Despite GDPR being just 85 days away from being implemented, up to 90 percent of small businesses in the UK are still unprepapared for the landmark data protection legislation, the Federation of Small Businesses (FSB) has warned.
Even though GDPR is less than three months away, 33 percent of small businesses in the UK haven’t started preparing for it, and only 35 percent are in the early stages of preparation.
According to a survey conducted by the FSB, only 8 percent of small businesses, that account for a a majority of 5.7 million private sector businesses in the UK, are truly prepared for GDPR, while the rest are either not preparing at all, are in early states of preparation, or are actively preparing for the landmark data protection legislation.
“The GDPR is the biggest shake-up in data protection to date and many small businesses will be concerned that the changes will be too much to handle. It’s clear that a large part of the small business community is still unaware of the steps that they need to take to comply and may be left playing catch-up,” said Mike Cherry, National Chairman of the FSB.
“With less than 100 days until the changes come into force, the attention now shifts to the Information Commissioner’s Office and whether it can effectively manage the demands of small businesses seeking advice and guidance. It is vital that smaller firms looking for this support, either by phone or the web, are able to get it easily.”
According to the FSB, more than half (52 percent) of all small businesses are planning to approach the Information Commissioner’s Office for advise on how to prepare for GDPR as there are fears that some of them will not be ready for GDPR by the time it will come into force.
“Non-compliance must initially be dealt with in a light touch manner instead of handing down tough penalties. There must be a willingness to play a supportive role in ensuring that small businesses can and are able to comply. The ICO will be critical to creating an environment which focuses on education and prevention and not punishment,” Cherry added.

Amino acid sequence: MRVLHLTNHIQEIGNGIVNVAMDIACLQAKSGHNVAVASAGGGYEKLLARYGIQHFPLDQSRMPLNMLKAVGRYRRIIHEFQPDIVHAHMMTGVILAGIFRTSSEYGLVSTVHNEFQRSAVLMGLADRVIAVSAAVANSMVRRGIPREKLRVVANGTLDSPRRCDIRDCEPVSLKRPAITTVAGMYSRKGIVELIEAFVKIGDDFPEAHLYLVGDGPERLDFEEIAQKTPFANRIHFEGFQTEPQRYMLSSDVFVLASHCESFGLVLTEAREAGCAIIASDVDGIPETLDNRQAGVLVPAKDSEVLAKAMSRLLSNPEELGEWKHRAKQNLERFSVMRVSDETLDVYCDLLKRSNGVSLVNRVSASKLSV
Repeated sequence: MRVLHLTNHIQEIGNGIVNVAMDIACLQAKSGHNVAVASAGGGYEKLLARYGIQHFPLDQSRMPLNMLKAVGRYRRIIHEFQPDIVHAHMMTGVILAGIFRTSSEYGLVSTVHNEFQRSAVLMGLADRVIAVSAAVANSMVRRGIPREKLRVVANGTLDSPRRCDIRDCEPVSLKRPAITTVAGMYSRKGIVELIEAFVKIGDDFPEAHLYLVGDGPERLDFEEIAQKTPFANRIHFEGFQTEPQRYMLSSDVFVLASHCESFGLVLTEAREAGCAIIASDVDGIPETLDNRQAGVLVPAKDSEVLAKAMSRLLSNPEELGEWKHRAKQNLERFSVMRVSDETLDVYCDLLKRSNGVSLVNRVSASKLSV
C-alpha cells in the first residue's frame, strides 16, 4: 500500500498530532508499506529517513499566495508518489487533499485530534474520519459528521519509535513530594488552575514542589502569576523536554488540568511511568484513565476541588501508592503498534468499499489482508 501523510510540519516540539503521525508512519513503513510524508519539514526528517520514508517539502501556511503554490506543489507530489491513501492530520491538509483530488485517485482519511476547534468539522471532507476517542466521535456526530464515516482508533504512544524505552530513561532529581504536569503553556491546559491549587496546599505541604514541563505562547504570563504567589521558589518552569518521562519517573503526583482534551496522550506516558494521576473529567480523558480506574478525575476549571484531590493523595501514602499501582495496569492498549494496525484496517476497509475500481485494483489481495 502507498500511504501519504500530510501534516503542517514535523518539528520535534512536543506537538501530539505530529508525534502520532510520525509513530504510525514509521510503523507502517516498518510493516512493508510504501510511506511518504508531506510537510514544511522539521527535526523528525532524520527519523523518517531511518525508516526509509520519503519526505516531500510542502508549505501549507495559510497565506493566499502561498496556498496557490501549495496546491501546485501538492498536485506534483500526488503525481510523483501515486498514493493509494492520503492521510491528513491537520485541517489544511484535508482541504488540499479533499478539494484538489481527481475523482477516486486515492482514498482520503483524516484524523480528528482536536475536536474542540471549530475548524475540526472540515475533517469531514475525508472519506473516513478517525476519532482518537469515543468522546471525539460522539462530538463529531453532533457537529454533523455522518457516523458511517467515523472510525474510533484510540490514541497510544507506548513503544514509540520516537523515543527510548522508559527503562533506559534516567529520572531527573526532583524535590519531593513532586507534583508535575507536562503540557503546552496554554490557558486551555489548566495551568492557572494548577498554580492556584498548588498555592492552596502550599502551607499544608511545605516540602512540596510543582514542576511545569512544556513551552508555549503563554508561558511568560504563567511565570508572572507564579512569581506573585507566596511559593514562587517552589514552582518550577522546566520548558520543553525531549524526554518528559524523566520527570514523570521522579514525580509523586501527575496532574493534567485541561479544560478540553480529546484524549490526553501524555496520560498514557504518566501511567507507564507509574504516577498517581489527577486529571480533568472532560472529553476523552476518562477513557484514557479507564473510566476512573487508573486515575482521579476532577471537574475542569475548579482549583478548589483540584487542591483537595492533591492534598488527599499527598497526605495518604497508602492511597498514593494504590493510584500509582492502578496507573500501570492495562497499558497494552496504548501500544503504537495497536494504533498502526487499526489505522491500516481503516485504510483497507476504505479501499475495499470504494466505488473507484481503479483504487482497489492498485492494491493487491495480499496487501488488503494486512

The FSB added that complying with data protection laws is not only time-consuming but costly for small businesses as well. As many as 60 percent of small businesses told the group that complying with data protection either affected their profits or limited their workforce expansion plans.
“On average small firms will spend seven hours per month meeting their data protection obligations which equates to £1,075 per year. The direct cost of complying comes in at £508 per year. These costs will continue to grow with GDPR and further data protection regulation, such as ePrivacy, coming into force,” it noted.
Responding to the survey’s findings, Information Commissioner Elizabeth Denham said that even though GDPR would empower her office to impose large fines, the law is not only about fines but about “putting the consumer and citizen first, and rebalancing data relationships and trust between individuals and organisations.”
“The report tells us that many small and medium-sized organisations are preparing for the new data protection laws but some still have to make a start. The ICO’s website offers a number of ways in which organisations of all sizes, and all sectors, can self-serve to get the help they need. We will study the survey findings carefully to see if we can improve the help we offer.
“We also know that many representative bodies and sector associations are also providing excellent GDPR advice and support for their members,” she added.
This isn’t the first time that failure of small businesses in complying with data protection laws has been exposed. In October last year, a survey conducted by Duo Security in partnership with YouGov revealed that 45% of small business owners shared a belief that they will never be targeted by cyber criminals. Thanks to this notion, 38% of them told the surveyors that they would spend nothing at all to protect themselves from cyber security threats.
The Duo Security survey also revealed that while 47% of small business owners considered cyber security as too expensive, they viewed the lack of knowledge on combating cyber threats as a bigger issue compared to money or employee awareness.